Using Donor Eggs
IVFAustralia provides egg donation services for those who are unable to conceive using their own eggs.
We understand that for many women considering using donor eggs to conceive, it can be a daunting decision. Although the decision to use donor eggs never comes easily, in our experience, women who have successfully conceived using donor eggs are every bit as fulfilled as any other mother.
Our comprehensive donor program includes experienced counsellors who can walk you through the process and provide support as you consider your options.
Read more about the process of using donor eggs below.
And if you want to learn more about the process for becoming an egg donor, visit our egg donation page here.
- How do you find an egg donor?
This can happen when the recipient and donor are known to each other, for example, our patients come to see us with a family member or friend who is willing to donate her eggs.
Sometimes, a woman connects with us to generously offer donating their eggs, and we can put them in touch with one of our patients, if suitable.
If you are unable to find your own donor, we can also provide advice and support on ways to advertise for a donor.
- Can egg donation help me?
You may be considering using donated eggs if you are unable to use your own eggs, for example:
- if you are going through premature menopause
- if there is a risk of passing on genetic disease
- if your ovaries have been affected by chemotherapy or serious illness
- if you have had IVF treatment but repeated cycles have indicated poor egg quality
- you need egg donation in order to grow your family, for example, same sex male couples
The success rate using donor egg treatment is directly related to the age of the donor, and the number and quality of donated eggs.
- The egg donation process
1. Donor counselling
After an initial consultation with your fertility specialist, counselling is scheduled for the recipient and donor. This is an opportunity to consider the legal, social, genetic and psychological aspects of being involved with the donor program, and helps everyone make an informed decision. The critical principle is that everyone involved should make decisions that they will look back on as the right ones for them.
The donor will then undergo the required medical checks.
2. Donor IVF cycle
Being an egg donor involves going through an IVF cycle to have the eggs collected.
The IVF treatment is co-ordinated to synchronise the recipient and donor cycles. This allows the eggs to be collected from the donor and transferred to the recipient at the best possible time.
The managing fertility specialist will monitor the donor as she undergoes vaginal ultrasounds and blood tests to determine when to collect the eggs. The egg collection procedure is usually performed under a light sedation or general anaesthetic at one of our day hospitals.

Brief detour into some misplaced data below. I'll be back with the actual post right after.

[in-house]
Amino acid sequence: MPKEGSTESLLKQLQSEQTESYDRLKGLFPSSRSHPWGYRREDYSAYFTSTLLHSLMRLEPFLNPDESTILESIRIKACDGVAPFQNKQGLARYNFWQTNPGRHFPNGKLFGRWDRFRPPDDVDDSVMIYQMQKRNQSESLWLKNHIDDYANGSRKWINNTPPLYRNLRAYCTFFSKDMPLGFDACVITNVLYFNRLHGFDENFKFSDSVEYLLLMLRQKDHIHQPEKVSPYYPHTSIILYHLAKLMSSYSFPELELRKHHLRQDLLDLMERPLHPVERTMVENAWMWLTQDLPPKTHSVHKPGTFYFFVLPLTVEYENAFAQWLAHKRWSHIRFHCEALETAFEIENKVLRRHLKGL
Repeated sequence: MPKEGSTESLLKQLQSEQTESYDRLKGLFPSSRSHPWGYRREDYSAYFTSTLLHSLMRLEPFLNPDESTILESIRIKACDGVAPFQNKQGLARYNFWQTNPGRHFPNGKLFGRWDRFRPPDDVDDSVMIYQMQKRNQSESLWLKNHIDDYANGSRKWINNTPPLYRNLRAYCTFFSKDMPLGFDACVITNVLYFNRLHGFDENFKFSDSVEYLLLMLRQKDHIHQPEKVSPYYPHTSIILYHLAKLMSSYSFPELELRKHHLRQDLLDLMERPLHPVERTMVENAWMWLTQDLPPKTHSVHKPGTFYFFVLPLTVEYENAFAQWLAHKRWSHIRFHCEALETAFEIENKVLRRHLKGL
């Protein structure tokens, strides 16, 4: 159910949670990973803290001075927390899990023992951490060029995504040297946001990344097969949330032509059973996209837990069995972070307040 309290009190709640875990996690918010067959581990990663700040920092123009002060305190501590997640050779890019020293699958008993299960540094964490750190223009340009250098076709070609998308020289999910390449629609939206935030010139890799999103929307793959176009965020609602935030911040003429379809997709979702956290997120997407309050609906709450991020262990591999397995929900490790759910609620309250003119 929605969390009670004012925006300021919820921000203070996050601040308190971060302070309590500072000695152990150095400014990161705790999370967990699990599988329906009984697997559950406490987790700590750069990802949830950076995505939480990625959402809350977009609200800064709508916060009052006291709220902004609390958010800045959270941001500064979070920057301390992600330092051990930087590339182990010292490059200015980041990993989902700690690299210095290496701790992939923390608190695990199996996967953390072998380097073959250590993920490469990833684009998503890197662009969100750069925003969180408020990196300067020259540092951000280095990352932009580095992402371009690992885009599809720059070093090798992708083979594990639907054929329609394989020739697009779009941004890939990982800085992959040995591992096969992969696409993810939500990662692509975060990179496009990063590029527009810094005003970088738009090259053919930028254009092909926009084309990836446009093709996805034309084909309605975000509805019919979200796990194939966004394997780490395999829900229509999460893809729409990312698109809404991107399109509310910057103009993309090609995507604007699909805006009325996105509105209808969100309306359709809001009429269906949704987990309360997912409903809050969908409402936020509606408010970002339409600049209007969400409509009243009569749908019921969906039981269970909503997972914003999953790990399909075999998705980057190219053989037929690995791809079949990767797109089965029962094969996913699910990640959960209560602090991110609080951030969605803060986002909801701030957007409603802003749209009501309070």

At the time of egg collection, the sperm is collected and the eggs are fertilised in the laboratory. Three to five days after the egg collection, one of the resulting embryos is transferred into the recipient and any other viable embryos are frozen, or all are frozen, for potential future transfer. After two weeks, a pregnancy test is carried out.
- What are the costs associated with egg donation?
In addition to any fertility treatment costs there are also costs involved in the preparation of egg donors. Read more about the costs of fertility treatment.
Please note Medicare will only provide a rebate for fertility treatment if there is a medical problem. If you are considering accessing the donor program, it is recommended that you consult a Fertility Specialist for full investigation to understand if you are eligible for a rebate and to understand the fertility treatment costs.
- World Egg Bank
IVFAustralia has recently entered into an arrangement with the World Egg Bank to import eggs from the United States for women who need to use donated eggs. The arrangement complies with NSW egg donor legislation. If you would like to find out more information about this option please contact our donor team.
- NSW egg donor laws
IVFAustralia has extensive experience in helping create families through our donor program and we regard the interests of your future child as paramount.
It is up to the parents of the child to explain, when they feel it’s appropriate, the way in which the child was conceived. Our experience shows that the more openly available this information is, the more successful the outcome for everyone.
IVFAustralia follows the national Australian Health Ethics Committee guidelines when providing any fertility treatment. In Australia, it is illegal to buy or sell any human tissue, including sperm, eggs and embryos.
Under current NSW law, a child born from a donated egg, sperm or embryo is deemed to be the child of the birth mother. Donors are under no legal or financial obligation to the child.
In 2010 the NSW Health Department established a Central Register for donors and donor-conceived offspring. The NSW Health Central Register contains information about donors and children born as a result of ART treatment using donated gametes.
Once a child conceived using donated gametes turns 18, they will be able to access certain information on the Register if they wish.
IVFAustralia does not offer a donor service for women beyond the natural age of menopause (51 years of age) or to someone whose health could be compromised by a pregnancy.
To get the process started...
If you are considering using donated eggs please call our experienced donor team on 1800 111 483 or book an appointment with a fertility specialist. Appointments are available in the next couple of weeks.
Complete the form below for more information about egg donation.